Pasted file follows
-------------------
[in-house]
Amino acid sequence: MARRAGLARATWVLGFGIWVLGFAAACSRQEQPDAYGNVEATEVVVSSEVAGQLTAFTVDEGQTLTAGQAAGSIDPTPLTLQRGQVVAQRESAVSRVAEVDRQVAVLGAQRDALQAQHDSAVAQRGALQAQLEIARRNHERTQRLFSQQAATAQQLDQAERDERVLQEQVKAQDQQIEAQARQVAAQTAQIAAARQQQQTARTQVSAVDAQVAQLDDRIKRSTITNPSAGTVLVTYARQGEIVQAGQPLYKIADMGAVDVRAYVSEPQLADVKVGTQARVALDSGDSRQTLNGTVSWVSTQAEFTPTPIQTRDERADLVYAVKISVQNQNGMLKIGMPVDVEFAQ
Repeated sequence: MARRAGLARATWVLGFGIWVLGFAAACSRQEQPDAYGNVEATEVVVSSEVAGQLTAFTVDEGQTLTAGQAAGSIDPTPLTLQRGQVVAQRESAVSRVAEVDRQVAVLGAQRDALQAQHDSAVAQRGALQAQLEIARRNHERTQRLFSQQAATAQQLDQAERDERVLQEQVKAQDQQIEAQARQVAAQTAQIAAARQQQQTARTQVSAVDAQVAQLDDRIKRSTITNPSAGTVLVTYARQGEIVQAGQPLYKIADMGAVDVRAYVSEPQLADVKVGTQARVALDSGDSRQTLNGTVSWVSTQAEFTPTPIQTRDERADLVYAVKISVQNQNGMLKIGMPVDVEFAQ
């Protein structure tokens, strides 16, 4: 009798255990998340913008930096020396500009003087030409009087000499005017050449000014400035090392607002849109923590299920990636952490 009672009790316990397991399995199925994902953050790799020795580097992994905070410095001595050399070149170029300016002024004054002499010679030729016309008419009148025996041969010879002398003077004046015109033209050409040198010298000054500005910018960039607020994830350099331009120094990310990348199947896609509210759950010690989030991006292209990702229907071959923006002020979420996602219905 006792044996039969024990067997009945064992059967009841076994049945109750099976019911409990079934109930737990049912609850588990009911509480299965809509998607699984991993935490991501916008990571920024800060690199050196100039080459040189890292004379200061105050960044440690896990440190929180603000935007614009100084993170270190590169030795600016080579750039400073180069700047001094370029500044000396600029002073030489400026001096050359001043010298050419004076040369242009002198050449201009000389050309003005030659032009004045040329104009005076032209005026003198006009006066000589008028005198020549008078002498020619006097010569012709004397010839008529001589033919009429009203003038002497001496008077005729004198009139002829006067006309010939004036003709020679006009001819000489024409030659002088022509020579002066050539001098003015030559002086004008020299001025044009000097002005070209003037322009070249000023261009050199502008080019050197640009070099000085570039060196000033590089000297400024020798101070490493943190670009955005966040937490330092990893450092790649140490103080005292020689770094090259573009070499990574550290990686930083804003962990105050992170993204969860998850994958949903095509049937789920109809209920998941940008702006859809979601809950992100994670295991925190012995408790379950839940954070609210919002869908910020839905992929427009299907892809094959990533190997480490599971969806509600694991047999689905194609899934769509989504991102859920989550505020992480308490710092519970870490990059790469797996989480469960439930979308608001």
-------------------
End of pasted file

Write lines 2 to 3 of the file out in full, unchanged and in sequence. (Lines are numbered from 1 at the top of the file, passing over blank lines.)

Amino acid sequence: MARRAGLARATWVLGFGIWVLGFAAACSRQEQPDAYGNVEATEVVVSSEVAGQLTAFTVDEGQTLTAGQAAGSIDPTPLTLQRGQVVAQRESAVSRVAEVDRQVAVLGAQRDALQAQHDSAVAQRGALQAQLEIARRNHERTQRLFSQQAATAQQLDQAERDERVLQEQVKAQDQQIEAQARQVAAQTAQIAAARQQQQTARTQVSAVDAQVAQLDDRIKRSTITNPSAGTVLVTYARQGEIVQAGQPLYKIADMGAVDVRAYVSEPQLADVKVGTQARVALDSGDSRQTLNGTVSWVSTQAEFTPTPIQTRDERADLVYAVKISVQNQNGMLKIGMPVDVEFAQ
Repeated sequence: MARRAGLARATWVLGFGIWVLGFAAACSRQEQPDAYGNVEATEVVVSSEVAGQLTAFTVDEGQTLTAGQAAGSIDPTPLTLQRGQVVAQRESAVSRVAEVDRQVAVLGAQRDALQAQHDSAVAQRGALQAQLEIARRNHERTQRLFSQQAATAQQLDQAERDERVLQEQVKAQDQQIEAQARQVAAQTAQIAAARQQQQTARTQVSAVDAQVAQLDDRIKRSTITNPSAGTVLVTYARQGEIVQAGQPLYKIADMGAVDVRAYVSEPQLADVKVGTQARVALDSGDSRQTLNGTVSWVSTQAEFTPTPIQTRDERADLVYAVKISVQNQNGMLKIGMPVDVEFAQ